HC Deb 16 February 1837 vol 36 cc598-607
Mr. Barlow Hoy

rose, in pursuance of the notice he had given, to call the attention of the House to the number of petitions presented from various parts of the country with respect to benefit societies. He was of opinion that it would be of great advantage that the laws by which they were governed were embodied in an Act, and that this Act should be so framed that, while it imposed checks sufficient to prevent abuse, it did not unnecessarily restrain them, or deprive them of the power of managing their property. He had endeavoured in the last Session to obtain a Committee to inquire into the nature of these societies generally, and the Chancellor of the Exchequer, requested a postponement of his motion, on the ground of the important business which remained to be done at the end of the Session, but did not oppose the motion on any other grounds. He would now ask what more important business could the House have before it than this, which regarded the interest of 12,000 or 16,000, societies, the number of members of which was about two millions?— and it might be fairly calculated that the interests of at least 3,000,000 of individuals were involved directly in the welfare of those societies. The members of them wished to set aside, in the days of their youth and strength, a portion of their earnings which would assist them in old age and sickness, and thus be enabled to stand aloof from the assistance of poor-laws, charitable institutions, or of alms. He considered, therefore, that they were worthy of encouragement, and instead of being controlled and restrained by one barrister, that they should be allowed to frame their own rules, which should be sufficient for their government when signed by the magistrates at quarter sessions, or by a barrister of four or five years' standing. The extension of those bodies would tend to remove a heavy burthen from the poor-rates; for the Members wished to keep themselves independent of the workhouse, to keep aloof from the relief provided by the Poor-laws, and instead of being restrained or embarrassed in their operation by the laws, they ought to be encouraged by those laws; and, in his opinion, the more they were left to themselves in the management of their property, it would be so much the better. He thought that they ought to be allowed to frame their own laws, and when those laws received the sanction of the magistrates at quarter sessions, such laws, so sanctioned, would, he was certain, be found well adapted to promote the good government of those societies and to secure the objects which the members had in view. The mode at present in operation tended to fetter their operation, and to restrain their increase; and the variety of laws which were now in force, and which distracted and bewildered simple men, by their apparently contradictory character, had in many instances, prevented the formation of benefit societies. If, then, those who had forwarded petitions to that House were right, and if their complaints were well founded, the House ought to alter the law, and to substitute some easy method which would be understood, without difficulty, by all men. Now, the truth of the allegations contained in the petitions could only be ascertained after full and fair inquiry, and he therefore hoped that a Committee would be granted, upon the report of which a comprehensive measure could be framed for the regulation of those important institutions. At present there were twelve or thirteen Acts relating to benefit societies, and in his opinion all those Acts ought to be repealed, and one of a more simple and general character introduced in their place. The rules of those societies ought not to be placed in the power of a barrister, residing at a distance perhaps from the spot where the institution was formed; nor ought they to be strictly assimilated to each other, for local peculiarities would necessarily demand a body of regulations adapted to those peculiarities, and no barrister could, however able he might be, form one general table which would be applicable to every case. He therefore trusted that the noble Lord would allow a Committee; that he would grant those institutions the protection craved in the petitions which had been presented; and that he would, in short, allow them to do what they pleased with their own. It was his wish to aid his industrious countrymen; he had no personal object in view in bringing the subject before the House, and he hoped that the praiseworthy efforts of the humbler classes of their countrymen to assist each other, and to keep themselves independent of the Poor-laws, would meet with every encour- agement from that House. The hon. Gentleman concluded by moving for the appointment of a Committee.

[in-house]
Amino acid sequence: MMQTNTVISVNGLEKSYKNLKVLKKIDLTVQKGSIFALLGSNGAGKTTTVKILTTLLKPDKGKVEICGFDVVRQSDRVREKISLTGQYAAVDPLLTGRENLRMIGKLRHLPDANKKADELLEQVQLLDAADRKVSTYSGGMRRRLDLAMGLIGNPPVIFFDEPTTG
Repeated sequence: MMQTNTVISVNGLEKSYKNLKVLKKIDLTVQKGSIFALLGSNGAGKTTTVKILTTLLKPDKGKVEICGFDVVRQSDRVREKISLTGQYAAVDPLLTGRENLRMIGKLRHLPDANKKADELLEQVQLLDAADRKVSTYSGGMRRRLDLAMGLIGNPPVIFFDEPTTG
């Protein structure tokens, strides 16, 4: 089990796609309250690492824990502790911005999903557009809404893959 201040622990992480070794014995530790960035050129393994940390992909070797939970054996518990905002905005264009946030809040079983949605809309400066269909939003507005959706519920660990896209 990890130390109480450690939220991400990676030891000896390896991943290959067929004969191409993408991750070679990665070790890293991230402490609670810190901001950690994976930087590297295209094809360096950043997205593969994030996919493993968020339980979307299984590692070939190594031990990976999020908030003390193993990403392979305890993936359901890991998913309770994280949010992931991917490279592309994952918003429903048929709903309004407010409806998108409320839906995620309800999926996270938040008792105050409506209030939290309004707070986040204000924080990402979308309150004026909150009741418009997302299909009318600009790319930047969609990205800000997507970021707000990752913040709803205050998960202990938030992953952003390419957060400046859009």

Mr. Poulett Thomson